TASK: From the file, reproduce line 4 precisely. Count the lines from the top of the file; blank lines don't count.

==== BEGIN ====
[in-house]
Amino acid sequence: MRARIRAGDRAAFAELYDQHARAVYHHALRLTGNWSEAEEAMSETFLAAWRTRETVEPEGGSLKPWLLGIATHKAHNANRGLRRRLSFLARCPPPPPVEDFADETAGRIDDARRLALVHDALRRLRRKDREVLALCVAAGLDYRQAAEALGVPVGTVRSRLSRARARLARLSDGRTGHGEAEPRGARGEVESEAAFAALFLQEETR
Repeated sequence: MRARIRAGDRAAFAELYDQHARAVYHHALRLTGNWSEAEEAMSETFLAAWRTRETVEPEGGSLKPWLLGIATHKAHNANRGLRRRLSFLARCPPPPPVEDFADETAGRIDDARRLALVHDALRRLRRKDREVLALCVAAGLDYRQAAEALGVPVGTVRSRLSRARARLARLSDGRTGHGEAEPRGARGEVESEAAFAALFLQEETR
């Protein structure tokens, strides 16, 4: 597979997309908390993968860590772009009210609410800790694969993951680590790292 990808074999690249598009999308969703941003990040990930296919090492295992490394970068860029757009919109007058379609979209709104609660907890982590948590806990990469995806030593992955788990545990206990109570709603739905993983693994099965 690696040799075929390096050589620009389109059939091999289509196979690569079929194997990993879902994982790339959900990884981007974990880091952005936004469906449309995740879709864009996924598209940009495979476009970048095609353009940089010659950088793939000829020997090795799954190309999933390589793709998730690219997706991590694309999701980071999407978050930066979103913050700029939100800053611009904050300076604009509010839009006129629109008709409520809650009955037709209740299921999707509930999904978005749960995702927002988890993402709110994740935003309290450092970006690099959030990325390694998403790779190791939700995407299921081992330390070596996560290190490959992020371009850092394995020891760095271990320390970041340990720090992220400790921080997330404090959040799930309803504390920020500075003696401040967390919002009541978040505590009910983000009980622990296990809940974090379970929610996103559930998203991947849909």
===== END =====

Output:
């Protein structure tokens, strides 16, 4: 597979997309908390993968860590772009009210609410800790694969993951680590790292 990808074999690249598009999308969703941003990040990930296919090492295992490394970068860029757009919109007058379609979209709104609660907890982590948590806990990469995806030593992955788990545990206990109570709603739905993983693994099965 690696040799075929390096050589620009389109059939091999289509196979690569079929194997990993879902994982790339959900990884981007974990880091952005936004469906449309995740879709864009996924598209940009495979476009970048095609353009940089010659950088793939000829020997090795799954190309999933390589793709998730690219997706991590694309999701980071999407978050930066979103913050700029939100800053611009904050300076604009509010839009006129629109008709409520809650009955037709209740299921999707509930999904978005749960995702927002988890993402709110994740935003309290450092970006690099959030990325390694998403790779190791939700995407299921081992330390070596996560290190490959992020371009850092394995020891760095271990320390970041340990720090992220400790921080997330404090959040799930309803504390920020500075003696401040967390919002009541978040505590009910983000009980622990296990809940974090379970929610996103559930998203991947849909």